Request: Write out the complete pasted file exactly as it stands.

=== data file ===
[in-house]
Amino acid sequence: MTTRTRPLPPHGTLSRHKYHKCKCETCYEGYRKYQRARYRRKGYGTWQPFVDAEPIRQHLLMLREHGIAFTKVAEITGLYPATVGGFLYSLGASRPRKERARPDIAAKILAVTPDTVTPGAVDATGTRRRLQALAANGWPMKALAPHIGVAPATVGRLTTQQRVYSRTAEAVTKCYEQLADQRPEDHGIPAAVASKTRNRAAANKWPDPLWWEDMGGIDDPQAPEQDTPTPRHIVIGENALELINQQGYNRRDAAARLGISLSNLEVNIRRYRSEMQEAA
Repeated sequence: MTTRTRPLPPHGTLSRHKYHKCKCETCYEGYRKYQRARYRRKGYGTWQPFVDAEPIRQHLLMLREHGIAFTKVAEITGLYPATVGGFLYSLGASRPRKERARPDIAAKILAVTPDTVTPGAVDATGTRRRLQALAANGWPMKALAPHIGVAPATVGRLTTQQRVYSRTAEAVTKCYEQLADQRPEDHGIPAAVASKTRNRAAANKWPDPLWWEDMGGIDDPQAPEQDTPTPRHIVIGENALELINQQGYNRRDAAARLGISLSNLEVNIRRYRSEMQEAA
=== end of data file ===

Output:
[in-house]
Amino acid sequence: MTTRTRPLPPHGTLSRHKYHKCKCETCYEGYRKYQRARYRRKGYGTWQPFVDAEPIRQHLLMLREHGIAFTKVAEITGLYPATVGGFLYSLGASRPRKERARPDIAAKILAVTPDTVTPGAVDATGTRRRLQALAANGWPMKALAPHIGVAPATVGRLTTQQRVYSRTAEAVTKCYEQLADQRPEDHGIPAAVASKTRNRAAANKWPDPLWWEDMGGIDDPQAPEQDTPTPRHIVIGENALELINQQGYNRRDAAARLGISLSNLEVNIRRYRSEMQEAA
Repeated sequence: MTTRTRPLPPHGTLSRHKYHKCKCETCYEGYRKYQRARYRRKGYGTWQPFVDAEPIRQHLLMLREHGIAFTKVAEITGLYPATVGGFLYSLGASRPRKERARPDIAAKILAVTPDTVTPGAVDATGTRRRLQALAANGWPMKALAPHIGVAPATVGRLTTQQRVYSRTAEAVTKCYEQLADQRPEDHGIPAAVASKTRNRAAANKWPDPLWWEDMGGIDDPQAPEQDTPTPRHIVIGENALELINQQGYNRRDAAARLGISLSNLEVNIRRYRSEMQEAA